In 1965, Several James Bond Veterans Made An Anti-James Bond Spy Film

Three years after the first James Bond film, "Dr. No," a handful of folks who were working on the existing James Bond movies temporarily splintered off to make a completely different kind of spy film. 1965's "The Ipcress File" stars Michael Caine as Harry Palmer, a British secret agent who is much more interested in cooking a high quality meal than skiing off a cliff or dropping quippy one-liners after creatively killing his enemies. There are no scantily clad women, no suggestive double entendres, and no laser beams or gadgets — in many ways, it's the anti-James Bond movie.

All the more interesting, then, that a handful of key Bond players helped bring this story to the big screen. "The Ipcress File" was scored by John Barry, who was responsible for that iconic James Bond theme song and composed the score for several early Bond pictures, including "Goldfinger" (coincidentally, Michael Caine was the first person to ever hear the "Goldfinger" theme). The film also featured production design by Oscar winner Ken Adam, whose incredible sets for both Bond and director Stanley Kubrick are among the most famous in all of cinema, and it was edited by Peter R. Hunt, who cut "Dr. No," "From Russia With Love," "Goldfinger," "Thunderball," and "You Only Live Twice" before eventually directing "On Her Majesty's Secret Service." And crucially, Bond producer Harry Saltzman was a creative voice behind this project. Think about how wild that is: It would be as if Marvel producer Kevin Feige kept producing the Marvel Cinematic Universe movies, but also started a rival superhero franchise alongside the MCU right around the time "Captain America: The First Avenger" came out.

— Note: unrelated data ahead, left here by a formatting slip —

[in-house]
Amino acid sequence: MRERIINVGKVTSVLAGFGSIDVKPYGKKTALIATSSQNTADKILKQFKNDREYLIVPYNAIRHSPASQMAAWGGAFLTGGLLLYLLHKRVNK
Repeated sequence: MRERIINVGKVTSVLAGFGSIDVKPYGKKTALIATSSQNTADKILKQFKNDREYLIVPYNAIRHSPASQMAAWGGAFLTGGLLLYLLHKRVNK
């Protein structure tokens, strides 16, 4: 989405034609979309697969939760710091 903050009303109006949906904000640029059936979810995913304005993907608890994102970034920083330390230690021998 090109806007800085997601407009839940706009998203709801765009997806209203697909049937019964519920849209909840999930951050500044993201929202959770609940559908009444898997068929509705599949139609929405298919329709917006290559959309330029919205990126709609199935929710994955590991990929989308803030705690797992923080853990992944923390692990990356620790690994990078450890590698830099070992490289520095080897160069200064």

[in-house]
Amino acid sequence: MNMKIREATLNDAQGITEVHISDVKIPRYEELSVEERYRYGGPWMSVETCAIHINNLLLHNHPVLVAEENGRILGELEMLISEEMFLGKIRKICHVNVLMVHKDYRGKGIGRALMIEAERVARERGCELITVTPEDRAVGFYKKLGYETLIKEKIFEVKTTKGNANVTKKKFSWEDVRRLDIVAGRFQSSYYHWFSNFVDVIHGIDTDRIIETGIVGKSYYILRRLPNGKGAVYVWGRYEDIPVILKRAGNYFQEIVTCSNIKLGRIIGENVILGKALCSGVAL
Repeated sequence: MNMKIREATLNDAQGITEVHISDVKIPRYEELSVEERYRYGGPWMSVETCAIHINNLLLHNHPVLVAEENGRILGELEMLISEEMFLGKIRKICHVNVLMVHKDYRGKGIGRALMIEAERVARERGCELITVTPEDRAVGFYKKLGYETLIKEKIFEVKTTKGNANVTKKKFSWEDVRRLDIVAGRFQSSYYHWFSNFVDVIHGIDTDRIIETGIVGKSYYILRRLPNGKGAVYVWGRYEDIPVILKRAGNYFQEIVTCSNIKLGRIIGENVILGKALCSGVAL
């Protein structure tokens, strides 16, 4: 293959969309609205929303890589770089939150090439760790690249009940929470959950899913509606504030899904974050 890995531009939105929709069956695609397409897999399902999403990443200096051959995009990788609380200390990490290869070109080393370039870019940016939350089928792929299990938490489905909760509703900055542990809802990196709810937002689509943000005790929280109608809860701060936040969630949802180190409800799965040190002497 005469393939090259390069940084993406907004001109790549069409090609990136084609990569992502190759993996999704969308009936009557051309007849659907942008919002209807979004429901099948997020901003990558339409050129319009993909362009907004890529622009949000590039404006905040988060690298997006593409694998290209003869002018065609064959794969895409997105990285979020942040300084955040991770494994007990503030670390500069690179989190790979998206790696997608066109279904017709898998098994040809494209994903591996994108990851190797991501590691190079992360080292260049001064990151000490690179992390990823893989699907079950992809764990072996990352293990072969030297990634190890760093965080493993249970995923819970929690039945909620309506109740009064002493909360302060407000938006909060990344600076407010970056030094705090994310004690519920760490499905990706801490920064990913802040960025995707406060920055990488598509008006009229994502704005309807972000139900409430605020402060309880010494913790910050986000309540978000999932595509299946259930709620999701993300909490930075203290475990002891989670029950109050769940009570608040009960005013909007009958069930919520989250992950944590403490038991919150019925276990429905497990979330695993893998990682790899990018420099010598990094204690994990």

'You are being Ipcressed'

"The Ipcress File" kicks off as a typical espionage story about the search for a missing scientist (hey, that's kinda what "No Time to Die" is about!), but by the end, it morphs into something that presages the paranoid thrillers of the 1970s. It's a little slow, but still entertaining, if for no other reason than being able to see Michael Caine cook (both literally and figuratively) before he became a huge star. And thanks to Otto Heller's terrific cinematography, the movie is never boring; he almost always shoots the action from unique angles, and often views the characters through, under, or around objects that purposefully obscure the foreground.

To get a good representation of film's vibe (and a hint at that cool cinematography), check out the trailer above, which really wants you to know that Caine is playing the lead. It also very seriously, one word at a time, uses the phrase "You. Are. Being. Ipcressed" as the trailer reaches its climax, which is just objectively funny.

We spoke about this film and many others on today's episode of the /News Daily podcast, which you can listen to below:

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